Time period: 1999 – 2018. Number of observations: Japan 37 negative quarters, Europe 34 negative quarters, Emerging markets 31 negative quarters. For example, during that time period the Japan market experienced 37 quarters of negative performance out of which the US market outperformed 31 quarters (84%) and underperformed 6 quarters (16%). | Past performance is not a guarantee of future results. | Sources: Bloomberg, Wellington Management
Global fundamentals and the limits on central bank action
I believe the global economy will continue to slow in the coming quarters. Thus, I am not expecting a lift in inflation or interest rates. In fact, central banks in developed and emerging markets have changed their tune and are now generally cutting rates. In addition, quantitative easing (QE) is making a comeback. The European Central Bank (ECB) is likely to restart its program, and the Bank of Japan (BOJ) could be compelled to respond.
However, unlike in recent downturns, I see monetary policy mitigating the downside but not eliminating it. Market skepticism, asset-purchase limitations, and the potential adverse effects of greater negative yields on banks are all issues I see challenging risk assets. I also think the ECB and the BOJ have few effective and easy levers left to pull compared with the Federal Reserve (Fed). Meanwhile, expectations for Fed easing seem too high. Market consensus is for approximately four .25 percent cuts over the next 12 months, in sharp contrast to the Fed’s projections (Figure 2). At the same time, the market is pricing in slightly higher 10-year yields one year out.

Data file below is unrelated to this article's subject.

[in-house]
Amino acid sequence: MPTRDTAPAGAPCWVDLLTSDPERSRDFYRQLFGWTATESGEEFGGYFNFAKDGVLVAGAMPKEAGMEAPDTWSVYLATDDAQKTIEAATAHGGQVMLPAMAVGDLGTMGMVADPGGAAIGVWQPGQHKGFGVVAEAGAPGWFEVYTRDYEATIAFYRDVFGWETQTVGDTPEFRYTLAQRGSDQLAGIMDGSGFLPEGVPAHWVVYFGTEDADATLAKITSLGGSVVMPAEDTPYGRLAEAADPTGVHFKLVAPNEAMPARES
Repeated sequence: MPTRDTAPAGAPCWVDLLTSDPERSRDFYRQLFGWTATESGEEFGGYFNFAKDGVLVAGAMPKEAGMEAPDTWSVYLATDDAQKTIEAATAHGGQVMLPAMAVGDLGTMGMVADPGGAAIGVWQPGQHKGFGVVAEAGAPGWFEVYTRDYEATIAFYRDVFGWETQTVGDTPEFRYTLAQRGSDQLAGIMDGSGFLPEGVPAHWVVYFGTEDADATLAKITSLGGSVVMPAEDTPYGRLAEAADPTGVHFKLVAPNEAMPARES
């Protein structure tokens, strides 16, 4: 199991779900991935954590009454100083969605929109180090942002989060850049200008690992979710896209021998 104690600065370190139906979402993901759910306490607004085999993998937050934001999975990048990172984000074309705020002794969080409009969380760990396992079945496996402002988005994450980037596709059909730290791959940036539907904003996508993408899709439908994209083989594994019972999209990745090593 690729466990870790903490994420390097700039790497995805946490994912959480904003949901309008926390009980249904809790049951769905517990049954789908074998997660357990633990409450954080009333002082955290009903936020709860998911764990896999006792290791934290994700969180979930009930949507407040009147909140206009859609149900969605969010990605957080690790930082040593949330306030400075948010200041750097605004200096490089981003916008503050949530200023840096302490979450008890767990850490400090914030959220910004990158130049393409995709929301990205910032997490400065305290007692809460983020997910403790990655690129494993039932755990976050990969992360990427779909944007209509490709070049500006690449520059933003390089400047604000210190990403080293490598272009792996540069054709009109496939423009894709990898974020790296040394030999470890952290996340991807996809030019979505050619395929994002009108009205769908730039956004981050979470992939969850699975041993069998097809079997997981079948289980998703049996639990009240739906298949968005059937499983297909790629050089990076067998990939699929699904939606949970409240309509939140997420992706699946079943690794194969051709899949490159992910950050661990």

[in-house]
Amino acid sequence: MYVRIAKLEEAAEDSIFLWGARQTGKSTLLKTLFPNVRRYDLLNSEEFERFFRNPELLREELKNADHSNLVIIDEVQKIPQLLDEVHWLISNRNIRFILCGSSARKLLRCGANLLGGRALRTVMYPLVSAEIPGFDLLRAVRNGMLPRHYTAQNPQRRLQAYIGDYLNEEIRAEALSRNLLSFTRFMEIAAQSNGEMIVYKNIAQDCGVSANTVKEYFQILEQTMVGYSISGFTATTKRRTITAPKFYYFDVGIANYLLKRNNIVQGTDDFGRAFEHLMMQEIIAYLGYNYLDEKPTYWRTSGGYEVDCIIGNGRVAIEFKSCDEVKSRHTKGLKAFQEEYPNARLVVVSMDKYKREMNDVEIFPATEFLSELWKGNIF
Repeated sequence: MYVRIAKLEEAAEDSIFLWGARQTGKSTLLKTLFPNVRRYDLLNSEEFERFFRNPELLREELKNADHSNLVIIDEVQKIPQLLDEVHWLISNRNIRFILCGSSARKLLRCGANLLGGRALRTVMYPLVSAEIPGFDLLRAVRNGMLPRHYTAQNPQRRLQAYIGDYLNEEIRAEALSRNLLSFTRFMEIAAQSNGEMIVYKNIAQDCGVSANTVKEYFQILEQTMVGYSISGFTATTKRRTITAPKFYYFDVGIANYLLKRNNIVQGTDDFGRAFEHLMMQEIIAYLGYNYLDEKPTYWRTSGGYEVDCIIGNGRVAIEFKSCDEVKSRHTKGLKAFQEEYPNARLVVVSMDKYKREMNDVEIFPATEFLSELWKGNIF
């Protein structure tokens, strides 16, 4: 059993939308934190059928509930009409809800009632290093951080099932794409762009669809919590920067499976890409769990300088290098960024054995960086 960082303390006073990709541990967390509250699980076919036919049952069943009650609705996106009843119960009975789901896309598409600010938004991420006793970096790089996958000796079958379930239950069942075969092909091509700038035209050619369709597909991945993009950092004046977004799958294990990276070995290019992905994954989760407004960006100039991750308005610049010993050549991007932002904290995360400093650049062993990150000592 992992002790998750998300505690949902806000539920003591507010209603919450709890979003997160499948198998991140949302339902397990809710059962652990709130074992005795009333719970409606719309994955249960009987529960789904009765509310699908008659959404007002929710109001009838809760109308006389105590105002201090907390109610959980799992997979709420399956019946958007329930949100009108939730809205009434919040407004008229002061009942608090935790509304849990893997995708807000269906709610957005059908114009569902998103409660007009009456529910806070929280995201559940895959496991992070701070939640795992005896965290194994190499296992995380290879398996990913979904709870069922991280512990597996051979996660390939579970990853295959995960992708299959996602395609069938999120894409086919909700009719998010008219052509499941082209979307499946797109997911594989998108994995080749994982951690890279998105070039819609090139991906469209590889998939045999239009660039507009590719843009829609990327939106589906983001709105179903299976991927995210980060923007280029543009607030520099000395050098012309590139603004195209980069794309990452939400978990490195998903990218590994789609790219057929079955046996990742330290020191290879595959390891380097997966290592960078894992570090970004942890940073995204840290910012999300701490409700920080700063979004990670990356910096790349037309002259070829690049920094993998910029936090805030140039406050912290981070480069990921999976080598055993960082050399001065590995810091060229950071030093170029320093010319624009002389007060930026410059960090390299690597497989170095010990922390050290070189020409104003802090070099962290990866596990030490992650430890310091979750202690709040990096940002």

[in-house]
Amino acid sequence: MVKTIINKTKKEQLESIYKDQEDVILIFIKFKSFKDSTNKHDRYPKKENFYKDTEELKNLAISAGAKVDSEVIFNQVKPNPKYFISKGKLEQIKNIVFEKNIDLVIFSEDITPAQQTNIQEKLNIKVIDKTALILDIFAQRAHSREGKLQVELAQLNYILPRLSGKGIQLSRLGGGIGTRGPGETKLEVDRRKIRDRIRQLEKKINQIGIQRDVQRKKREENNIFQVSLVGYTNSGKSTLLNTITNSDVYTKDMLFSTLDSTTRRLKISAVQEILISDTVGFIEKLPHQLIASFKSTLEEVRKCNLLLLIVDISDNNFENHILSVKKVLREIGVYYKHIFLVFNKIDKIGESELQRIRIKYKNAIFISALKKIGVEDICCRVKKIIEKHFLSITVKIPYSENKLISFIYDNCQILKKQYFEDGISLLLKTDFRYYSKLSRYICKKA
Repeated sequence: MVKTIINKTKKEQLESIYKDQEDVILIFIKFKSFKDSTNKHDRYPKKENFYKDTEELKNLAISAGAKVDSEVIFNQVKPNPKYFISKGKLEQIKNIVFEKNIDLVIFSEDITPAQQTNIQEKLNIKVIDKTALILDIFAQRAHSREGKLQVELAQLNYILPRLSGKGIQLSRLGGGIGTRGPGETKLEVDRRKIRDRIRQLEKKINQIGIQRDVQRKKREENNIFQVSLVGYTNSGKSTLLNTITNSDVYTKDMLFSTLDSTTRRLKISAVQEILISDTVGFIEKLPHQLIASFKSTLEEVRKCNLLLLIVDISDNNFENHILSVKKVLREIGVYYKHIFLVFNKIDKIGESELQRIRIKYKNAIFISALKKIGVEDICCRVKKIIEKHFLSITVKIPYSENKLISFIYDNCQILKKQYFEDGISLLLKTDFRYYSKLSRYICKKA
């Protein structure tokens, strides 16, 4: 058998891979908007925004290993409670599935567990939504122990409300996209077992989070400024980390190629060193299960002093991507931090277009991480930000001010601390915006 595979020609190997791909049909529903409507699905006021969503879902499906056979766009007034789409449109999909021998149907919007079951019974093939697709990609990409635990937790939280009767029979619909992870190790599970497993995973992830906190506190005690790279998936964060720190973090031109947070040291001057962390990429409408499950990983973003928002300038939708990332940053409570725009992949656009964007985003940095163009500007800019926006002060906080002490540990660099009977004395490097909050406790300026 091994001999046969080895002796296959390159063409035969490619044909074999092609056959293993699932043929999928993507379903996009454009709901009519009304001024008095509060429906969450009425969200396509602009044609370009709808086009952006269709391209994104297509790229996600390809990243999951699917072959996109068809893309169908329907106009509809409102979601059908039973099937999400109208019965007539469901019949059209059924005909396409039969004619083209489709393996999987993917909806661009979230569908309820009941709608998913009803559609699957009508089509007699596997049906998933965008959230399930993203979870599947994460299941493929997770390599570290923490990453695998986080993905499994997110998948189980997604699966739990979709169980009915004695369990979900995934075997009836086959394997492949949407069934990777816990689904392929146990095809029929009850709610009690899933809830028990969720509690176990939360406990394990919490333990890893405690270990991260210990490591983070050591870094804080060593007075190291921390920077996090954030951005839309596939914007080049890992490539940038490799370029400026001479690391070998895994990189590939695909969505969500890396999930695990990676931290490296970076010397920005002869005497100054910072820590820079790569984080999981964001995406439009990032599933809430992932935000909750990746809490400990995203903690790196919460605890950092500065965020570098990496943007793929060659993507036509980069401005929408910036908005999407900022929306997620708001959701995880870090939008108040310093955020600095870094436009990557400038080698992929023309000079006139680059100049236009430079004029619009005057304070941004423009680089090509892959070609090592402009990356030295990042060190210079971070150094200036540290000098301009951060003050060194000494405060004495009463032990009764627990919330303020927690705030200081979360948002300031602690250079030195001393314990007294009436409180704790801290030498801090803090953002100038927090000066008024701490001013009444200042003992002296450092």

The Fed may struggle to deliver what markets expect
Market and Federal Reserve expectations for Fed funds rate at end of each year (%)
As of June 19, 2019 | Market and Federal Reserve expectations for Fed funds rate at end of each year. | Actual results may vary, perhaps signiﬁcantly, from the forecasts presented. | Sources: Federal Reserve, Bloomberg, Wellington Management
Credit is more appealing than equities
I find credit relatively attractive because I think rates may fall, valuations look more attractive than US equities, and credit could outperform equities during a slowdown. I remain moderately bullish on US investment-grade credit because it provides duration and the potential for spreads to compress from above-median levels. I am monitoring leverage in this space, which admittedly has risen, but I am comforted that companies are still generating ample free cash flow and should be able to service their debts.